• Protagonist car - Engineering realism: Likewise, the engineering for the protagonist car need to be realistic and fit its character and its appearance. Whether you submit a small quirky 1960s import, a 1970s US-domestic sports coupe, a highly advanced futuristic supercar, or anything else, the engineering choices should reflect that. Techpool is allowed so ‘futuristic’ supercars can be made with a 1978 MY. Techpool can also reflect what the car manufacturer is particularly good (or bad) at, if that matters. Race parts are allowed, too, if the main protagonist is going to be (or was) a race car. However, any car that is going to be driven on public roads needs to be street legal for the period the series is set in (I won’t be super strict on the details here, there are too many cases to cover and some oddities or ‘violations’ may even make sense in the context of the series.) If you cannot fit certain features into the Automation engineering choices (e.g., an advanced computer system), add it to your Discourse post and/or the description field in Automation on the Testing tab [was this ever used before in a challenge?]. If you are going to submit an 18-wheeler truck through 3D magic, engineer it in a way so that you get roughly appropriate stats for an 18-wheeler.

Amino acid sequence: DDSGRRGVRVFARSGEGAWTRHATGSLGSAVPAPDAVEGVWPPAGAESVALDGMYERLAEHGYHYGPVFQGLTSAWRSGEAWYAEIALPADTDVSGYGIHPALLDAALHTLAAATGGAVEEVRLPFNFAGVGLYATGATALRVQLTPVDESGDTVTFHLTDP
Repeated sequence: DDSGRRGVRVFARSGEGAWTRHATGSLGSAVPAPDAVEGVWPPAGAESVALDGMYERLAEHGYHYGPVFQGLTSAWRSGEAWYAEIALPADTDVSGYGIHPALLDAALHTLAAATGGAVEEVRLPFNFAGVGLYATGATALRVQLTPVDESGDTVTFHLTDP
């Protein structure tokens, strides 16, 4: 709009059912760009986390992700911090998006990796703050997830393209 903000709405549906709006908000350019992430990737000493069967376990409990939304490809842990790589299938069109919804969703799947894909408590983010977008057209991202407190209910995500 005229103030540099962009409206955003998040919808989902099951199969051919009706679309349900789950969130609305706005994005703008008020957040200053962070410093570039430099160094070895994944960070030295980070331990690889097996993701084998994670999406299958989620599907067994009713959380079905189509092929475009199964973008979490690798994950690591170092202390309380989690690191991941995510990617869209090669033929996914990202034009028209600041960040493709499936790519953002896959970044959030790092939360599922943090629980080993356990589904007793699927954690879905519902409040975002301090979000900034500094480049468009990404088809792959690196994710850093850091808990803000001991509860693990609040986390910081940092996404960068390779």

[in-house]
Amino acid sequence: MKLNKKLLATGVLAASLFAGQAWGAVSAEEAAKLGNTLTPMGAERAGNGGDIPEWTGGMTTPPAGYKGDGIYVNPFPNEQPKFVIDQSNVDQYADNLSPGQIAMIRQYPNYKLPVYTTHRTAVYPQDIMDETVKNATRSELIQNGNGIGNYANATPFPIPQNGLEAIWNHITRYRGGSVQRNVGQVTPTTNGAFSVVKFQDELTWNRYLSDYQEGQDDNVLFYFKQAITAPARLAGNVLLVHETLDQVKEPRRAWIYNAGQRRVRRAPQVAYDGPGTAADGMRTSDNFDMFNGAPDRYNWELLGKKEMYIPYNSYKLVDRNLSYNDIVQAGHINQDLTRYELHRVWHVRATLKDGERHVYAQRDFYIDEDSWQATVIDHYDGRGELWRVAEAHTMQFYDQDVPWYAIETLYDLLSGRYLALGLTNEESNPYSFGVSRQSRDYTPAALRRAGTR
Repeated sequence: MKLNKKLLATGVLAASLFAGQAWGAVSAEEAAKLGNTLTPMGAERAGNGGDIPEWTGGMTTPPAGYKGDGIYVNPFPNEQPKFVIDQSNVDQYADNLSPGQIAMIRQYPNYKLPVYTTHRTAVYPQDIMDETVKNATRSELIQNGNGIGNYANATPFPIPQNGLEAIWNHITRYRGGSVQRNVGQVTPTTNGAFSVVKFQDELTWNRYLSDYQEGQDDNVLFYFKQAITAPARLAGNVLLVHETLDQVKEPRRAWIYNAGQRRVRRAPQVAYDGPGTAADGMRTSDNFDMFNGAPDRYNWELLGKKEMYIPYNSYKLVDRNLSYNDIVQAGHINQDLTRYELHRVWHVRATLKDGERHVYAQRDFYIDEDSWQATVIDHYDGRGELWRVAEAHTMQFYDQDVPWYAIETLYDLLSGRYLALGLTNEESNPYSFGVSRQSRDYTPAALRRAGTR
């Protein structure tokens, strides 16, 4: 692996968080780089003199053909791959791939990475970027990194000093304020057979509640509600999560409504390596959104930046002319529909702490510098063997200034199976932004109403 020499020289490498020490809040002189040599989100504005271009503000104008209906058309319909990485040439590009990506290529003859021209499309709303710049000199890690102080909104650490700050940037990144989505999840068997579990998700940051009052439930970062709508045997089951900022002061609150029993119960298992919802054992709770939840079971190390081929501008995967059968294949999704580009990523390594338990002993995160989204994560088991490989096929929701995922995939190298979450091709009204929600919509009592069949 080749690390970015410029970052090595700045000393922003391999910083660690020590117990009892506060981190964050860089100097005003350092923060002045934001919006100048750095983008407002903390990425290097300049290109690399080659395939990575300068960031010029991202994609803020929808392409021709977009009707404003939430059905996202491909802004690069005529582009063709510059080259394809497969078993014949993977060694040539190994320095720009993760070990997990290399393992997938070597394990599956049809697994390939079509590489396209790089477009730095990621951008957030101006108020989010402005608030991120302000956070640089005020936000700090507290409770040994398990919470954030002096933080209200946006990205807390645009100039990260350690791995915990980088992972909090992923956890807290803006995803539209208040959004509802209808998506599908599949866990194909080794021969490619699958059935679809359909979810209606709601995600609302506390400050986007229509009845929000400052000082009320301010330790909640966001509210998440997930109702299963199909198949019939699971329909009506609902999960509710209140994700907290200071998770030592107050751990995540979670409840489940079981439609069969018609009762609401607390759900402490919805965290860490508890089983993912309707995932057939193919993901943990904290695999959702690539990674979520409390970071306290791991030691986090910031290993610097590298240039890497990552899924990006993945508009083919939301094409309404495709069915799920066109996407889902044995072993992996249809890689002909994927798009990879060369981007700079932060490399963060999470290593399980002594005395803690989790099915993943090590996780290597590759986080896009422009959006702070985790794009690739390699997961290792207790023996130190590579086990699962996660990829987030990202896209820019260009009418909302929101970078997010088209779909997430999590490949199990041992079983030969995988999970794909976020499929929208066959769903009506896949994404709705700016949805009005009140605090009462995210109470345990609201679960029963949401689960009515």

• Series - Potential audience appeal: After all, the TV business is a business so the planned series and its protagonists should appeal to a certain not too small audience. Whether you choose mainstream or more niche is up to you (and back then, letter writing campaigns by a small but enthusiastic fanbase could work wonders to keep a series alive…). Audience appeal is more than the sum of the parts of the series, so this will be a holistic judgment.

starstar Medium priority:

  • Protagonist car - practicality: In-car scenes and special effects will require some space in the car for the equipment not to get in the way of the actors and the filming. Ideally, there would also be relative ease of access for the camera operators and technicians.

  • Protagonist car - reliability: Frequent breakdowns may be part of the story (or a running gag) in the series but these should be staged, not natural. (+quality can help ofc, but stay within believable realism)

  • Protagonist car - loudness: The submitted car should not be overly loud on set (even if it is/was a race car). Special engine effects can be edited in afterwards.